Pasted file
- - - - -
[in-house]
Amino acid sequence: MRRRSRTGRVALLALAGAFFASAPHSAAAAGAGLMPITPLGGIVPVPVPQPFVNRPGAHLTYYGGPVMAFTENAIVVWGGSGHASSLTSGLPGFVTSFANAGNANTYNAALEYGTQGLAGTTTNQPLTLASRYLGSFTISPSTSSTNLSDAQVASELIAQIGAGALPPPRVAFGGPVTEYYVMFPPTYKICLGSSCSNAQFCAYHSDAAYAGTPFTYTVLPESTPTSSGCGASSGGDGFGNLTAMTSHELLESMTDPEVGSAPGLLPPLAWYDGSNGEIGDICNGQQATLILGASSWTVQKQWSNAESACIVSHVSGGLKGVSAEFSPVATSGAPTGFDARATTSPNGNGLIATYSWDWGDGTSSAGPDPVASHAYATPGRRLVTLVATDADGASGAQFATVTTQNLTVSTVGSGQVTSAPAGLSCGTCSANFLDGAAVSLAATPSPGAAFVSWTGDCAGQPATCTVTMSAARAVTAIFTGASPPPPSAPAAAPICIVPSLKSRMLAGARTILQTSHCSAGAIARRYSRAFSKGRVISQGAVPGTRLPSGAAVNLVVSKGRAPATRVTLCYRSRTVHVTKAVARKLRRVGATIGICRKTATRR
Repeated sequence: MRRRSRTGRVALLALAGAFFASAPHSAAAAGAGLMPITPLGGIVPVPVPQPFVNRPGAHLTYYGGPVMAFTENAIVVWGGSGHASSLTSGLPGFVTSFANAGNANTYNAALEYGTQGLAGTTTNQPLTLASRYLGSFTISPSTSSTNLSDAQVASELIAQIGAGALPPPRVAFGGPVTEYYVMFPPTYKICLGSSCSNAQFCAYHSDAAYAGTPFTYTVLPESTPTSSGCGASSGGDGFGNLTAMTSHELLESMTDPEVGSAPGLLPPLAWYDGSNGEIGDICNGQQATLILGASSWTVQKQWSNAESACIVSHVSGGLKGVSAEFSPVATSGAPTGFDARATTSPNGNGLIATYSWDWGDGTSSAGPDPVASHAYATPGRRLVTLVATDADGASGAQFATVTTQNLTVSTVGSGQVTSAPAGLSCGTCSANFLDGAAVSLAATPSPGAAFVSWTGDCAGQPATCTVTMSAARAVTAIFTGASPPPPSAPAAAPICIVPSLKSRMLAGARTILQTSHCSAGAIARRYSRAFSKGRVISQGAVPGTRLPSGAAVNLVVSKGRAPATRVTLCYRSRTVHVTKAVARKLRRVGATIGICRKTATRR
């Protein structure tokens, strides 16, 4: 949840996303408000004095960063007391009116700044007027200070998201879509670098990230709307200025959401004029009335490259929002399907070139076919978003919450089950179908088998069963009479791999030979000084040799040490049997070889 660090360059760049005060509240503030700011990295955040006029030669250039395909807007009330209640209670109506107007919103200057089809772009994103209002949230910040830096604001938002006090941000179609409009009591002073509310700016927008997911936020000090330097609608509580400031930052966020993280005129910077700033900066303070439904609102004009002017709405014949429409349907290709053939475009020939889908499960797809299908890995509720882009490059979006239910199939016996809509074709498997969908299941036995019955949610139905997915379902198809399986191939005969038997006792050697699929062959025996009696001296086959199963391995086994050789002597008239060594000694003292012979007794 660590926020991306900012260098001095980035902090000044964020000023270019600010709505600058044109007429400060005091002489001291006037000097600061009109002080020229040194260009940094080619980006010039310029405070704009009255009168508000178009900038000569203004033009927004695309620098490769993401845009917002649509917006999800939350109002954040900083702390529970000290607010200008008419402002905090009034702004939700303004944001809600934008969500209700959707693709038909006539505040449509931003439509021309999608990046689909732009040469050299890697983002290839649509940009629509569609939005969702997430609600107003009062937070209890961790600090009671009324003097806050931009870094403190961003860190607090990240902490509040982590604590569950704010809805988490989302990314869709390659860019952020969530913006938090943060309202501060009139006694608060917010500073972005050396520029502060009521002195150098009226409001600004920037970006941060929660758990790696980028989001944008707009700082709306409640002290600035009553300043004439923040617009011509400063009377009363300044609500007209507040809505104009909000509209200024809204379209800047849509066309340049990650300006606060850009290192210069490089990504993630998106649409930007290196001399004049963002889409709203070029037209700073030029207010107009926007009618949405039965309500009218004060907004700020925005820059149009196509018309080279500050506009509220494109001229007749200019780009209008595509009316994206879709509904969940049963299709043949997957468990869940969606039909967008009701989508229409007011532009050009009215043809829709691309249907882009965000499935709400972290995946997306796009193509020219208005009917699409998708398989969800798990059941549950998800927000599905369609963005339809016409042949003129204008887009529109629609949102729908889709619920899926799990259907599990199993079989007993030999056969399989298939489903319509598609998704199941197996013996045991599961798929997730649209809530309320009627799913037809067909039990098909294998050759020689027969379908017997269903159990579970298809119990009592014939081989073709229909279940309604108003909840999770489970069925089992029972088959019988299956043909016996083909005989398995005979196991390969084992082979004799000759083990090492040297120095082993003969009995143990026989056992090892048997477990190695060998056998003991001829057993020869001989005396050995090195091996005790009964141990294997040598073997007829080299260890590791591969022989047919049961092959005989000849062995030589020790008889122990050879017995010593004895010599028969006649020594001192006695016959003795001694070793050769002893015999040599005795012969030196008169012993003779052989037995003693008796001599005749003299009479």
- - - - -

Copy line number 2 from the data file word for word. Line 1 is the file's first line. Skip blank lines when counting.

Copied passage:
Amino acid sequence: MRRRSRTGRVALLALAGAFFASAPHSAAAAGAGLMPITPLGGIVPVPVPQPFVNRPGAHLTYYGGPVMAFTENAIVVWGGSGHASSLTSGLPGFVTSFANAGNANTYNAALEYGTQGLAGTTTNQPLTLASRYLGSFTISPSTSSTNLSDAQVASELIAQIGAGALPPPRVAFGGPVTEYYVMFPPTYKICLGSSCSNAQFCAYHSDAAYAGTPFTYTVLPESTPTSSGCGASSGGDGFGNLTAMTSHELLESMTDPEVGSAPGLLPPLAWYDGSNGEIGDICNGQQATLILGASSWTVQKQWSNAESACIVSHVSGGLKGVSAEFSPVATSGAPTGFDARATTSPNGNGLIATYSWDWGDGTSSAGPDPVASHAYATPGRRLVTLVATDADGASGAQFATVTTQNLTVSTVGSGQVTSAPAGLSCGTCSANFLDGAAVSLAATPSPGAAFVSWTGDCAGQPATCTVTMSAARAVTAIFTGASPPPPSAPAAAPICIVPSLKSRMLAGARTILQTSHCSAGAIARRYSRAFSKGRVISQGAVPGTRLPSGAAVNLVVSKGRAPATRVTLCYRSRTVHVTKAVARKLRRVGATIGICRKTATRR